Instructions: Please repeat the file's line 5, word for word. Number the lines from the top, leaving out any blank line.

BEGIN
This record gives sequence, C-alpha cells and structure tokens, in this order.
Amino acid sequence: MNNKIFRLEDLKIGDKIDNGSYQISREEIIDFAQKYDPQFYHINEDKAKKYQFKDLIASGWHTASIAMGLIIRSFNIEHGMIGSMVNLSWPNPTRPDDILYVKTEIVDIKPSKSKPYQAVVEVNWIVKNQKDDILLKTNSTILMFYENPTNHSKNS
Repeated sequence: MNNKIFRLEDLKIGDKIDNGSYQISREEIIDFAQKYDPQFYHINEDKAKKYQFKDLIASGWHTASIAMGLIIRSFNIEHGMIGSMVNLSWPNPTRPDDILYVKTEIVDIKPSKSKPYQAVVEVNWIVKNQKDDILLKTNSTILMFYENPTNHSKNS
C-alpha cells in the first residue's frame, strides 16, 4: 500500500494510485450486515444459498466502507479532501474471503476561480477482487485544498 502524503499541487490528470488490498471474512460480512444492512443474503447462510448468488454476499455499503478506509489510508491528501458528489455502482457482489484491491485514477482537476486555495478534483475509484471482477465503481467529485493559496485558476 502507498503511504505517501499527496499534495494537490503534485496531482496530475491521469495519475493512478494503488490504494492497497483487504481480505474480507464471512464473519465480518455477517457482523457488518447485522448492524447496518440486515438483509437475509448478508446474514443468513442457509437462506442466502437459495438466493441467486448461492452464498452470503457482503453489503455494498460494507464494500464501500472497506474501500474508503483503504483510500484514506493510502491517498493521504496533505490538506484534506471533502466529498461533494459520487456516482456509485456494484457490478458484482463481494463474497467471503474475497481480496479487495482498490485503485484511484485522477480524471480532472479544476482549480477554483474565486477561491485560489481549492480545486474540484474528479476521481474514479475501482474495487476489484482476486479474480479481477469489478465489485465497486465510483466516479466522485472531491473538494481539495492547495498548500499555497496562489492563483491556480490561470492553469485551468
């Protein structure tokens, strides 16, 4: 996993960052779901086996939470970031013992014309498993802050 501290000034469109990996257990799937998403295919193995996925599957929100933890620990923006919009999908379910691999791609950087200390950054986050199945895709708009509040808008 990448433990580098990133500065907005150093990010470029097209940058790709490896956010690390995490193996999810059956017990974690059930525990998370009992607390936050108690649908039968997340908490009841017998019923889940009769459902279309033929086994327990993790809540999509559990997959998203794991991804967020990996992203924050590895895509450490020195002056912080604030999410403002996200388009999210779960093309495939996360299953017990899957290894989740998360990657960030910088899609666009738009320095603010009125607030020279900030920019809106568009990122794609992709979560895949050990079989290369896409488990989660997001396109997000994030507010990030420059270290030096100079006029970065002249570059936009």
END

């Protein structure tokens, strides 16, 4: 996993960052779901086996939470970031013992014309498993802050 501290000034469109990996257990799937998403295919193995996925599957929100933890620990923006919009999908379910691999791609950087200390950054986050199945895709708009509040808008 990448433990580098990133500065907005150093990010470029097209940058790709490896956010690390995490193996999810059956017990974690059930525990998370009992607390936050108690649908039968997340908490009841017998019923889940009769459902279309033929086994327990993790809540999509559990997959998203794991991804967020990996992203924050590895895509450490020195002056912080604030999410403002996200388009999210779960093309495939996360299953017990899957290894989740998360990657960030910088899609666009738009320095603010009125607030020279900030920019809106568009990122794609992709979560895949050990079989290369896409488990989660997001396109997000994030507010990030420059270290030096100079006029970065002249570059936009």